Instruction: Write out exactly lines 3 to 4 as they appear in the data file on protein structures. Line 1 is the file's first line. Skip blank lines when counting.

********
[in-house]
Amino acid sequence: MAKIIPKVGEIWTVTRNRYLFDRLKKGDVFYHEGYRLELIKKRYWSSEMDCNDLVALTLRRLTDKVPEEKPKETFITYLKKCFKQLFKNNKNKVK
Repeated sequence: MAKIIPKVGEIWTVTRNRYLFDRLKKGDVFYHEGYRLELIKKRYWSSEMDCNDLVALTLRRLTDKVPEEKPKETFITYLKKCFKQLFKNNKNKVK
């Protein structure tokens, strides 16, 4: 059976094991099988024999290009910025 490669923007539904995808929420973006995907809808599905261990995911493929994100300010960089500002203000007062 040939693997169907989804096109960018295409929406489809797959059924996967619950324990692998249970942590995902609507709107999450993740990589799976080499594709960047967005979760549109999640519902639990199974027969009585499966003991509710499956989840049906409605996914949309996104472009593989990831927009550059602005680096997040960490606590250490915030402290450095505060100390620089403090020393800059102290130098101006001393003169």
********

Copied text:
Repeated sequence: MAKIIPKVGEIWTVTRNRYLFDRLKKGDVFYHEGYRLELIKKRYWSSEMDCNDLVALTLRRLTDKVPEEKPKETFITYLKKCFKQLFKNNKNKVK
């Protein structure tokens, strides 16, 4: 059976094991099988024999290009910025 490669923007539904995808929420973006995907809808599905261990995911493929994100300010960089500002203000007062 040939693997169907989804096109960018295409929406489809797959059924996967619950324990692998249970942590995902609507709107999450993740990589799976080499594709960047967005979760549109999640519902639990199974027969009585499966003991509710499956989840049906409605996914949309996104472009593989990831927009550059602005680096997040960490606590250490915030402290450095505060100390620089403090020393800059102290130098101006001393003169």